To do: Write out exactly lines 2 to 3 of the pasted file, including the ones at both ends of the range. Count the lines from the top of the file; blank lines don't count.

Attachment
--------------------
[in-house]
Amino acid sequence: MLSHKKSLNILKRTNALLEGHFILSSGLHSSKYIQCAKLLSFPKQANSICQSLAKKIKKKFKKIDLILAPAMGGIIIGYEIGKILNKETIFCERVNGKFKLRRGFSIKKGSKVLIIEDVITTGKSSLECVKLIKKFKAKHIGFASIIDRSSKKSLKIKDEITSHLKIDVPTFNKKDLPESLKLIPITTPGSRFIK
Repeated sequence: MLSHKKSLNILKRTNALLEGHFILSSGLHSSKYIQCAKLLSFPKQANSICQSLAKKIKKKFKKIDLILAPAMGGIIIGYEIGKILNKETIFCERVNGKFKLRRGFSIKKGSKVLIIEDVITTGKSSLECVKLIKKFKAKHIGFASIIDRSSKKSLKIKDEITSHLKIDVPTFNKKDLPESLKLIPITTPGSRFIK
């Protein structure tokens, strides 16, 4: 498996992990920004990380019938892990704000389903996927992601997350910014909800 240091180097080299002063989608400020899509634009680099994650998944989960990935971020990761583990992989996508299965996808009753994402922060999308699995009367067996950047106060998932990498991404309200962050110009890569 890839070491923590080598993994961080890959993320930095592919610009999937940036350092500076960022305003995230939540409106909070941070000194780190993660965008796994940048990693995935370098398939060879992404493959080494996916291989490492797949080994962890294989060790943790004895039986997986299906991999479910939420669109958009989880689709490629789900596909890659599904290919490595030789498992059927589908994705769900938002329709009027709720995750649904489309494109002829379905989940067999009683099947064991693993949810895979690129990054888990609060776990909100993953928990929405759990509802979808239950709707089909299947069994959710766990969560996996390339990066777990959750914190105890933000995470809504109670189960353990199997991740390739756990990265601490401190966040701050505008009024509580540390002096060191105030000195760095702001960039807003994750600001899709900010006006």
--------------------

Amino acid sequence: MLSHKKSLNILKRTNALLEGHFILSSGLHSSKYIQCAKLLSFPKQANSICQSLAKKIKKKFKKIDLILAPAMGGIIIGYEIGKILNKETIFCERVNGKFKLRRGFSIKKGSKVLIIEDVITTGKSSLECVKLIKKFKAKHIGFASIIDRSSKKSLKIKDEITSHLKIDVPTFNKKDLPESLKLIPITTPGSRFIK
Repeated sequence: MLSHKKSLNILKRTNALLEGHFILSSGLHSSKYIQCAKLLSFPKQANSICQSLAKKIKKKFKKIDLILAPAMGGIIIGYEIGKILNKETIFCERVNGKFKLRRGFSIKKGSKVLIIEDVITTGKSSLECVKLIKKFKAKHIGFASIIDRSSKKSLKIKDEITSHLKIDVPTFNKKDLPESLKLIPITTPGSRFIK